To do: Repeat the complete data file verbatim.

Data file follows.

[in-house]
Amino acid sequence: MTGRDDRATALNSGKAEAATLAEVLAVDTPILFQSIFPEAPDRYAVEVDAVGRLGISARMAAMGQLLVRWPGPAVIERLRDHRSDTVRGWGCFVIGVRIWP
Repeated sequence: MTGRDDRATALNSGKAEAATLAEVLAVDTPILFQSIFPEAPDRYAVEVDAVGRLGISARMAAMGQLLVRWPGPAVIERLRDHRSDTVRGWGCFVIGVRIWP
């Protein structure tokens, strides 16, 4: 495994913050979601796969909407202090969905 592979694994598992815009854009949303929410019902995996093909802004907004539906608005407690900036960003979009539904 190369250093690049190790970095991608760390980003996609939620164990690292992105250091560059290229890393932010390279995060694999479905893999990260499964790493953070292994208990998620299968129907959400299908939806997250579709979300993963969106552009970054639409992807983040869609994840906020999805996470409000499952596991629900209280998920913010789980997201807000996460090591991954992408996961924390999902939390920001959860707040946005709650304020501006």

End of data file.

[in-house]
Amino acid sequence: MTGRDDRATALNSGKAEAATLAEVLAVDTPILFQSIFPEAPDRYAVEVDAVGRLGISARMAAMGQLLVRWPGPAVIERLRDHRSDTVRGWGCFVIGVRIWP
Repeated sequence: MTGRDDRATALNSGKAEAATLAEVLAVDTPILFQSIFPEAPDRYAVEVDAVGRLGISARMAAMGQLLVRWPGPAVIERLRDHRSDTVRGWGCFVIGVRIWP
């Protein structure tokens, strides 16, 4: 495994913050979601796969909407202090969905 592979694994598992815009854009949303929410019902995996093909802004907004539906608005407690900036960003979009539904 190369250093690049190790970095991608760390980003996609939620164990690292992105250091560059290229890393932010390279995060694999479905893999990260499964790493953070292994208990998620299968129907959400299908939806997250579709979300993963969106552009970054639409992807983040869609994840906020999805996470409000499952596991629900209280998920913010789980997201807000996460090591991954992408996961924390999902939390920001959860707040946005709650304020501006």